In the graphical variant, either the histogram is looked at or, even better, the so-called QQ-plot or Quantile-Quantile-plot. The more the data lie on the line, the better the normal distribution.
Multicollinearity
Multicollinearity means that two or more independent variables are strongly correlated with one another. The problem with multicollinearity is that the effects of each independent variable cannot be clearly separated from one another.
If, for example, there is a high correlation between x_{1} and x_{2}, then it is difficult to determine b_{1} and b_{2}. If both are e.g. completely equal, the regression model does not know how large b_{1} and b_{2} should be, becoming unstable.
This is of course not tragic if the regression model is only used for a prediction; in the case of a prediction, one is only interested in the prediction, but not in how great the influence of the respective variables is. However, if the regression model is used to measure the influence of the independent variables on the dependent variable, and if multicollinearity exists, the coefficients cannot be interpreted meaningfully.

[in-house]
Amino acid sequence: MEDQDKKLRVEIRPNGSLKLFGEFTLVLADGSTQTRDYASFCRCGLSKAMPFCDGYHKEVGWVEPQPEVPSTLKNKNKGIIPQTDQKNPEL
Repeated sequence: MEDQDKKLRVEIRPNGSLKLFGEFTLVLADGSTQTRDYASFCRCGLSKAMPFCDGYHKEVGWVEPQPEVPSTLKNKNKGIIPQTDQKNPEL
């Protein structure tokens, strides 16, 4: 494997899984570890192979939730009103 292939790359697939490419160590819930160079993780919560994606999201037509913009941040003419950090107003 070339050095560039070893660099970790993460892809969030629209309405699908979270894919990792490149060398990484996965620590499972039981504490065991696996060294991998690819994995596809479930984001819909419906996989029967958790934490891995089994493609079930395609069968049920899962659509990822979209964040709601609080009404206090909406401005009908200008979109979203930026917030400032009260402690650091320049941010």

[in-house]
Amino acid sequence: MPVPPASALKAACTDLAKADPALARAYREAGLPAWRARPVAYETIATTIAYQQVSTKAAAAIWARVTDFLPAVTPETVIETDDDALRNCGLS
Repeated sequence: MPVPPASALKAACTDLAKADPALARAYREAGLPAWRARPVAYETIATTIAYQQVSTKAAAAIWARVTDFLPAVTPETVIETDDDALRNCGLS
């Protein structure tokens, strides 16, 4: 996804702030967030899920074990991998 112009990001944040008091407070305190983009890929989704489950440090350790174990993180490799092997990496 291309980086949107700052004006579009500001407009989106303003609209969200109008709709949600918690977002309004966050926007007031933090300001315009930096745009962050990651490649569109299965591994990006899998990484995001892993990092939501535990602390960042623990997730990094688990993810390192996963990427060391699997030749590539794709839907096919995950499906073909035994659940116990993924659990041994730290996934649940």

More detailed information about multicollinearity can be found hereSignificance test and Regression
The regression analysis is often carried out in order to make statements about the population based on a sample. Therefore, the regression coefficients are calculated using the data from the sample. To rule out the possibility that the regression coefficients are not just random and have completely different values in another sample, the results are statistically tested with significance test. This test takes place at two levels.
- Significance test for the whole regression model
- Significance test for the regression coefficients
It should be noted, however, that the assumptions in the previous section must be met.
Significance test for the regression model
Here it is checked whether the coefficient of determination R^{2} in the population differs from zero. The null hypothesis is therefore that the coefficient of determination R^{2} in the population is zero. To confirm or reject the null hypothesis, the following F-test is calculated